• Dr Koech later branched into private practice to take care of the growing need for brain surgeries by founding the TopHill Hospital in Eldoret.
• Tophill Hospital currently has more than 100 operational ward beds, more than 30 specialist and consulting doctors, along with over 4,000 patients per year and over 800 surgical procedures yearly.
Just like professionals in other jobs, employed doctors relish the steady salary and ability to focus on their core work rather than handle administrative duties.
But as Dr Florentius Koech noted, this can also be limiting. There are employers' rules and the physicians will lack input into key decisions.
Thus many medics dream of starting a private practice as soon as they are registered by the medical council.
Years later, most of these small clinics never grow into full-fledged facilities.
Last week, Dr Koech spoke to young neurosurgeons in Nairobi about getting into private practice and what to expect.
He is currently one of the most successful medical entrepreneurs in Kenya alongside Swarup Mishra of Mediheal, Kibor Lelei of St Lukes Orthopedic and Trauma Hospital and Maxwell Okoth who runs the RFH Hospitals in Nairobi.
Koech founded the neurosurgical unit at the Moi Teaching and Referral Hospital in 2007, where he earned respect for saving many lives during the deadly 2008 post-election violence.
As demand for these operations grew, he founded the Top Hill Brain and Spine Hospital, the biggest private facility in western Kenya providing such services.
Last week, he explained how he was called to begin the unit at MTRH in 2007.
“There was nothing. Nothing neurosurgical, no equipment. And I was supposed to start a neurosurgery service. That kept me thinking, what am I going to do?”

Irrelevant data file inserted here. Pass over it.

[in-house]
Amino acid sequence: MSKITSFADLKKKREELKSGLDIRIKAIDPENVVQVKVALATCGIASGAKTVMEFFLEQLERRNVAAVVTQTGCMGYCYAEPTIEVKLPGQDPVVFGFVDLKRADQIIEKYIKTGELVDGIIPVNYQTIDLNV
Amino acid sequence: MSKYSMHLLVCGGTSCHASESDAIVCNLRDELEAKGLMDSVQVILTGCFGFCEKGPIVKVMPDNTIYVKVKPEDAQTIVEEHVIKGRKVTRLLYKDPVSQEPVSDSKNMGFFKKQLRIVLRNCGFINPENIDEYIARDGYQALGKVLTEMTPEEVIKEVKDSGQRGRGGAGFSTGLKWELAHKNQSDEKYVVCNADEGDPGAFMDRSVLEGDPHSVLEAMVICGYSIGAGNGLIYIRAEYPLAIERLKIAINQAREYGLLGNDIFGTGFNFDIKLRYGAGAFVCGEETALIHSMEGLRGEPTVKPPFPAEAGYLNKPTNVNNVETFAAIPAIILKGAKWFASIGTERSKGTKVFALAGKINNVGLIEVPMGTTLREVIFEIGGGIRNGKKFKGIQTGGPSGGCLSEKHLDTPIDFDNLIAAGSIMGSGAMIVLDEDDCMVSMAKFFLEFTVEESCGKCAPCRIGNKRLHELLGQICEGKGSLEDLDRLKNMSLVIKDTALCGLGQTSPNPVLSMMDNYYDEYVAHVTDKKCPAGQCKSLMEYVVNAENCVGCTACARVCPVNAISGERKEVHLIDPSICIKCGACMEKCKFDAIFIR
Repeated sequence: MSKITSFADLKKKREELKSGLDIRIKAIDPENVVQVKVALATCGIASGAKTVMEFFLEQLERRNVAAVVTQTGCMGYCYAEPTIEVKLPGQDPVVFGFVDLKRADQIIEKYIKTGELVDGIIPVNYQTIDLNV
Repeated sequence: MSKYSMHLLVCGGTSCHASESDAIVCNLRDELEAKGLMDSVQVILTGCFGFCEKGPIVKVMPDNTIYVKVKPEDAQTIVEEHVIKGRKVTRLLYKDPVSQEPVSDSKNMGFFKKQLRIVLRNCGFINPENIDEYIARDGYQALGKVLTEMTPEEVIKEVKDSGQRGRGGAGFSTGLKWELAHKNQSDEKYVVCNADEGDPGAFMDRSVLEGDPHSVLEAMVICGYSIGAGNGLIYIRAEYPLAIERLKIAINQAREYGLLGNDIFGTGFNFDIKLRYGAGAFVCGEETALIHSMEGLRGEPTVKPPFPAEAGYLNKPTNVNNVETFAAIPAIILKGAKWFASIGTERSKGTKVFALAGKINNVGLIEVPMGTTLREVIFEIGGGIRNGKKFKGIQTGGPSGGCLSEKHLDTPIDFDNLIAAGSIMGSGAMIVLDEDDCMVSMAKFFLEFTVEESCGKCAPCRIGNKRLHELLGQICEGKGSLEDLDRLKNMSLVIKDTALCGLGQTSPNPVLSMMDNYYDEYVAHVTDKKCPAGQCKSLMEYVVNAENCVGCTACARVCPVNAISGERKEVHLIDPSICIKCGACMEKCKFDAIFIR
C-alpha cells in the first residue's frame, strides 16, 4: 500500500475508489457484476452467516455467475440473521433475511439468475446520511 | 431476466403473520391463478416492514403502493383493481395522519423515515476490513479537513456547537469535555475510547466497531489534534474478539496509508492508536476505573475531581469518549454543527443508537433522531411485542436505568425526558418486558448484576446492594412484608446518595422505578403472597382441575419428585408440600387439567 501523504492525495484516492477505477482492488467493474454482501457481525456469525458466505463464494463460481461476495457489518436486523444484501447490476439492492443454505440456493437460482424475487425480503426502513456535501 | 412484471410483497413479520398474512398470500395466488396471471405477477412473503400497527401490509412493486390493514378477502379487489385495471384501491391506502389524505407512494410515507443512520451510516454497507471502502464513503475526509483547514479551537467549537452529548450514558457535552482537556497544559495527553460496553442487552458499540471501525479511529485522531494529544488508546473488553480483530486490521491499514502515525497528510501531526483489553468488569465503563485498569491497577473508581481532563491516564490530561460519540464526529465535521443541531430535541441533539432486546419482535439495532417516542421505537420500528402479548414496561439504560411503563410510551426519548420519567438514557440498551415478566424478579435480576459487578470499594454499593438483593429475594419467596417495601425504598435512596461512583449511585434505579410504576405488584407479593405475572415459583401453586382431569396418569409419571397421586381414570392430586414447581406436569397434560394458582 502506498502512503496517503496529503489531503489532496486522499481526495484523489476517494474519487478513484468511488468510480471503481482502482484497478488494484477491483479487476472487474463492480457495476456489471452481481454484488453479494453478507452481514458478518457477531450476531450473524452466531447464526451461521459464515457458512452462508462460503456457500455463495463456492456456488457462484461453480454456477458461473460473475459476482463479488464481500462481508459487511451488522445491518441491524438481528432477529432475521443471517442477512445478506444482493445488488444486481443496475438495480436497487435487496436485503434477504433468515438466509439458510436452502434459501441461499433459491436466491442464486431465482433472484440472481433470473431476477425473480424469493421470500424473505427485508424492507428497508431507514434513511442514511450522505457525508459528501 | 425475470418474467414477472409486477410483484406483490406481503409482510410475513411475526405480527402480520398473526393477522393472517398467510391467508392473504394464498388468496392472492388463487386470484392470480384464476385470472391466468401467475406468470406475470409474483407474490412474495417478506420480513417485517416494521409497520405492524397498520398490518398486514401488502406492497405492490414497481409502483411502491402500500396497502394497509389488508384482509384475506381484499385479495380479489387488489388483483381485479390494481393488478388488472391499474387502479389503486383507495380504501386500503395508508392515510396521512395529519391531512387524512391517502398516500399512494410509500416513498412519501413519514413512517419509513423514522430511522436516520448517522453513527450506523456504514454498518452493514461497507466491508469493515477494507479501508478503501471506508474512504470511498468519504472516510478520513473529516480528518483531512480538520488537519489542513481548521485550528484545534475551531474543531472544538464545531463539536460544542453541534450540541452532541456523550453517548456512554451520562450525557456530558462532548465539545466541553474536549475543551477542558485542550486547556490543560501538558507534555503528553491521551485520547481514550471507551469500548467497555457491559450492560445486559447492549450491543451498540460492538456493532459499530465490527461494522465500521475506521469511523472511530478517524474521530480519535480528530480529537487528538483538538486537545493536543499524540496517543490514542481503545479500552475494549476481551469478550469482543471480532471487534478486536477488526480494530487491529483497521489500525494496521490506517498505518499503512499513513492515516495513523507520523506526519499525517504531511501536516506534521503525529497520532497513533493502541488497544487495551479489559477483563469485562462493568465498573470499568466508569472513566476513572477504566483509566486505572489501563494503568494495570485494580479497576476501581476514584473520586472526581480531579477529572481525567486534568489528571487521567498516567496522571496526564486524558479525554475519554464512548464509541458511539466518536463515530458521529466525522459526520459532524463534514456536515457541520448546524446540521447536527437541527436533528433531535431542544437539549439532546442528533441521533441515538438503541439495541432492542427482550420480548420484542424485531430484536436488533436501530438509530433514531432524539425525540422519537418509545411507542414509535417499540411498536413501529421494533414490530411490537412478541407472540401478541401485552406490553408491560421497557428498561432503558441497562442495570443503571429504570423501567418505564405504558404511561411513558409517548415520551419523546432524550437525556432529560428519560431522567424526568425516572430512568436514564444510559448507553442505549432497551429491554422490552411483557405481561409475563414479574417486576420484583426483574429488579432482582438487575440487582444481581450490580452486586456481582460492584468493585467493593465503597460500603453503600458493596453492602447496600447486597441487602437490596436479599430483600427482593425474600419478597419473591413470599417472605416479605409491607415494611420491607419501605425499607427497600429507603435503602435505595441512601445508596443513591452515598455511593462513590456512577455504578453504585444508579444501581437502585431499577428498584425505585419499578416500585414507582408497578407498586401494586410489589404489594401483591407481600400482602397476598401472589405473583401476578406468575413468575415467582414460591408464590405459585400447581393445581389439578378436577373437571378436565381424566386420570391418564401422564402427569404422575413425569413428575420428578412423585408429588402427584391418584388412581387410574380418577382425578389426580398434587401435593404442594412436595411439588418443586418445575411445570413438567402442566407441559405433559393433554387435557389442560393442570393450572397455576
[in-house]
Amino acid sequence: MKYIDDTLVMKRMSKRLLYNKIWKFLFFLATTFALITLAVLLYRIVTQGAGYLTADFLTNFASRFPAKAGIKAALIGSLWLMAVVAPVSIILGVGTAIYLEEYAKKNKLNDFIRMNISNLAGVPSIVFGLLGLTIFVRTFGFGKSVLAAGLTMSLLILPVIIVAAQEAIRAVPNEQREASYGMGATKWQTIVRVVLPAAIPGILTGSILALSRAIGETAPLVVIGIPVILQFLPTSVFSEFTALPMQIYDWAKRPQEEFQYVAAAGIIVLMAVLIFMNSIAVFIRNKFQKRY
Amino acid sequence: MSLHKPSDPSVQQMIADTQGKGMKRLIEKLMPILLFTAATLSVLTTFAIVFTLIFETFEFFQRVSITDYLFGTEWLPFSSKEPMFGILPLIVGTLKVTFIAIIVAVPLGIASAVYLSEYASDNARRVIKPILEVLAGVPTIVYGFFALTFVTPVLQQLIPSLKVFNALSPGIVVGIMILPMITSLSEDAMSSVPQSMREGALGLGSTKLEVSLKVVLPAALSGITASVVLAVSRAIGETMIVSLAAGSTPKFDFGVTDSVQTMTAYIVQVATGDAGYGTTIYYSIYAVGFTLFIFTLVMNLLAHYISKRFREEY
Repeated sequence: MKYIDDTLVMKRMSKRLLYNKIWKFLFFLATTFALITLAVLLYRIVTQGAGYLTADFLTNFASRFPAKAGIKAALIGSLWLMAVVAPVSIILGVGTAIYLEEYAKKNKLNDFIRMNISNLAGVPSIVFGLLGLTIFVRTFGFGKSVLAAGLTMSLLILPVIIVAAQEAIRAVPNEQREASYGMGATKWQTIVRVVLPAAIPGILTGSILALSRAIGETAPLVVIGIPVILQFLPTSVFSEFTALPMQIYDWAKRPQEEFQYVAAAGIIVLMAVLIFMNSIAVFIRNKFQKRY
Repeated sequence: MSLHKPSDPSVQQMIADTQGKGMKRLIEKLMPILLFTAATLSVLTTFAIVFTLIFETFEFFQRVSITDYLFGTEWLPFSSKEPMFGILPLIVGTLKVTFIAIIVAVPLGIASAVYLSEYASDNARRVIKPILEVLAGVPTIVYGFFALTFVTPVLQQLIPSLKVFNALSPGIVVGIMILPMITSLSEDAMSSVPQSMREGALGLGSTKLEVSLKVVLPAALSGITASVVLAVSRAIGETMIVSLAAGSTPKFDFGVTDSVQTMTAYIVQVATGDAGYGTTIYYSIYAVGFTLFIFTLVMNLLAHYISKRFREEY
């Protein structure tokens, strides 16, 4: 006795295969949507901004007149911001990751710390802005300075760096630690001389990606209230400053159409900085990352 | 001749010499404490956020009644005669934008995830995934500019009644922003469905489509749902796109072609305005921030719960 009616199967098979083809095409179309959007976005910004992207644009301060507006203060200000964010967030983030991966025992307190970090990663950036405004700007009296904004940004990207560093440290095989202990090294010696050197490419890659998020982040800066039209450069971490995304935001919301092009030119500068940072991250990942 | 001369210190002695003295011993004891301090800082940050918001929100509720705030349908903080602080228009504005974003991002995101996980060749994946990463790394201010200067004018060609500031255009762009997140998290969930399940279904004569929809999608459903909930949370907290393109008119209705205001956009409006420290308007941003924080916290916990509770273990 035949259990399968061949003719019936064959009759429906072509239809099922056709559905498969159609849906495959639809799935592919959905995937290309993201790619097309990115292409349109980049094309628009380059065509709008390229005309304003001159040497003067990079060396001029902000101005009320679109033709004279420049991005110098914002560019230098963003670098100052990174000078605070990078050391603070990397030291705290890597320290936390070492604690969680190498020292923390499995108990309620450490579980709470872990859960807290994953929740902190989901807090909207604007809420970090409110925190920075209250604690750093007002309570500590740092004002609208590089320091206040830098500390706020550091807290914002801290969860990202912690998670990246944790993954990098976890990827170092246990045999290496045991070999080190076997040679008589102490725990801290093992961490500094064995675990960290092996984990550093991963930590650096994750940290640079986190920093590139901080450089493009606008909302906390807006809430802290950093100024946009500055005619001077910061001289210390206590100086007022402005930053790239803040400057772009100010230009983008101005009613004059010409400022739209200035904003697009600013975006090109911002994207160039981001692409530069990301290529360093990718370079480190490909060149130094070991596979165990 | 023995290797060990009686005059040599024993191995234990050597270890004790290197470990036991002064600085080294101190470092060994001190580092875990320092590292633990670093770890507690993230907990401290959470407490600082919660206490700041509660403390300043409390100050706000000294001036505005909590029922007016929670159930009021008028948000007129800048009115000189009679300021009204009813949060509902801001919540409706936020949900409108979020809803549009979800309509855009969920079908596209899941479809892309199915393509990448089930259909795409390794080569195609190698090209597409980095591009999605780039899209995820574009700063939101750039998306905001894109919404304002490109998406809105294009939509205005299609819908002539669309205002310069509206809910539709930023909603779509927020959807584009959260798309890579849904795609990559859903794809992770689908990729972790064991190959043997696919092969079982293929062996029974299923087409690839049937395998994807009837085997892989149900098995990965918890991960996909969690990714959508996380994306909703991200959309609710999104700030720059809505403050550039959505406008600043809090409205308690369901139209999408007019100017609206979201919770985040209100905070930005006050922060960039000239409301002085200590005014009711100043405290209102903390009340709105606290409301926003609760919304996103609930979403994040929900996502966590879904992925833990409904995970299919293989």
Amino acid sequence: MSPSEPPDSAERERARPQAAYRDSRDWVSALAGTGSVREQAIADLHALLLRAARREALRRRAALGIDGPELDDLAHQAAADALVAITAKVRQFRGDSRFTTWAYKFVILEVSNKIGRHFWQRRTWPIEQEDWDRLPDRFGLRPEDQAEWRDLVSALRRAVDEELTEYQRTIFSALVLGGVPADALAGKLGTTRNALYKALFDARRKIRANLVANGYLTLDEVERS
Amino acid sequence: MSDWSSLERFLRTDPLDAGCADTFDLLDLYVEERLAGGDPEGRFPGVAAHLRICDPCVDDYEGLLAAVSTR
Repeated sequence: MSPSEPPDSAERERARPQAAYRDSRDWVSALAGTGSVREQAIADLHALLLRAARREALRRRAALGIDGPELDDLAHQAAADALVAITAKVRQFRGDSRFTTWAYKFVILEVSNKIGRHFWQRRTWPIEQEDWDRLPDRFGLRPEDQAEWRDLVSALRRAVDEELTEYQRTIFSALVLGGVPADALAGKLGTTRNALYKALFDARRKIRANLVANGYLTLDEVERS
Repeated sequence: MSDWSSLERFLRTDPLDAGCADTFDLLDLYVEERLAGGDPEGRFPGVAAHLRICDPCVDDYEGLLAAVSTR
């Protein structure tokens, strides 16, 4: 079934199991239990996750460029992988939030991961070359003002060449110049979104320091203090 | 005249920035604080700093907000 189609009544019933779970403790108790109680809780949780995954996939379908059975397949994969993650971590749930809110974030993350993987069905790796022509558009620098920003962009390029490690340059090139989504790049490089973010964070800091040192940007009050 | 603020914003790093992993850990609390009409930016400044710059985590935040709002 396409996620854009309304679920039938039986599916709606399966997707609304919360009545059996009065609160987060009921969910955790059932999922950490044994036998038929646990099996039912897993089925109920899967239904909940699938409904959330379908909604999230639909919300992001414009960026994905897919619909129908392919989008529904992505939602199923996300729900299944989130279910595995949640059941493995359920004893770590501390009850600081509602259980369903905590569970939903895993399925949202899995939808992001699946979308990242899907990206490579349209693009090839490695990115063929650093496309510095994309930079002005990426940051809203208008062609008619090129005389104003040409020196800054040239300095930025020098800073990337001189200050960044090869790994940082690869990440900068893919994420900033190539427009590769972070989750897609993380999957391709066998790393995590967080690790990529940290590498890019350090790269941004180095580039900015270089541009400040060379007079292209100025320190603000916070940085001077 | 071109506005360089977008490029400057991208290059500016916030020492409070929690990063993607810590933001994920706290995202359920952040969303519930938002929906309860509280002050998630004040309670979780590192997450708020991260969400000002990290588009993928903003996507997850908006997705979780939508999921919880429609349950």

He said many young specialists will also be called upon to set up such units and receive no space and no equipment.
His patients at MTRH began by sharing beds with other patients in the general wards. Dr Koech also realised patients were getting a lot of infections.
“And I wondered why all those infections. And so I discovered many of these patients had surgeries in the traditional way,” he says.
Many of them came from the Marakwet area, where traditional healers still open the skulls of patients and try to treat them.
Dr Koech later branched into private practice to take care of the growing need for brain surgery by founding the TopHill Hospital in Eldoret.
“I had to struggle with companies, banks, to be financed. But my guess is as you grow, you'll find people coming to give you loans, at a cheaper rate than before,” he says.
He also advises medics must build a reputation.
“Why should relatives bring their patients to see you and not your other colleagues? So you need to be somebody with good standing. And that's where reputation comes in.”
He also advises medics must be available. “You could be the best trained but when people ring you, you're not available. They may ring once or twice but in time, you will never have patients because there is a quack somewhere and is available.”
He says many medics are also struggling in private practice because they lack affability.
“Even if you don't want to, be nice to your patients.”
“People also need to know you and what you do. So community outreach programs are important. Go to the community, and talk to the villagers.”
He says medics must also think about patients’ welfare by finding the cheapest equipment that patients can afford.
“For example the screws I used to buy from local merchants, the cost was simply out of reach for most of our patients. And so I need to discover how to make it cheaper for your patients,” he explained.
“And one of the things I discovered is you need to get to the market yourself. So I took time to research and find a way to get the best equipment for myself or for my unit. From about Sh10,000 I discovered I can still get good quality from as little as Sh2,000. And that made a big difference.”
Tophill Hospital currently has more than 100 operational ward beds, more than 30 specialist and consulting doctors, along with more than 4,000 patients per year and over 800 surgical procedures yearly.
Nationally, private commercial health facilities have grown to about 3,696 today, according to the Kenyan Master Facility List.
About 1,384 are owned by faith-based organisations (FBOs), NGOs and community-based organisations (CBOs).
The distribution of health facilities shows that the Ministry of Health accounts for 42.9 per cent of the total health facilities in the country, while private sector accounts for 37.8 per cent.
Dr Koech also teaches at the Moi University’s medical school.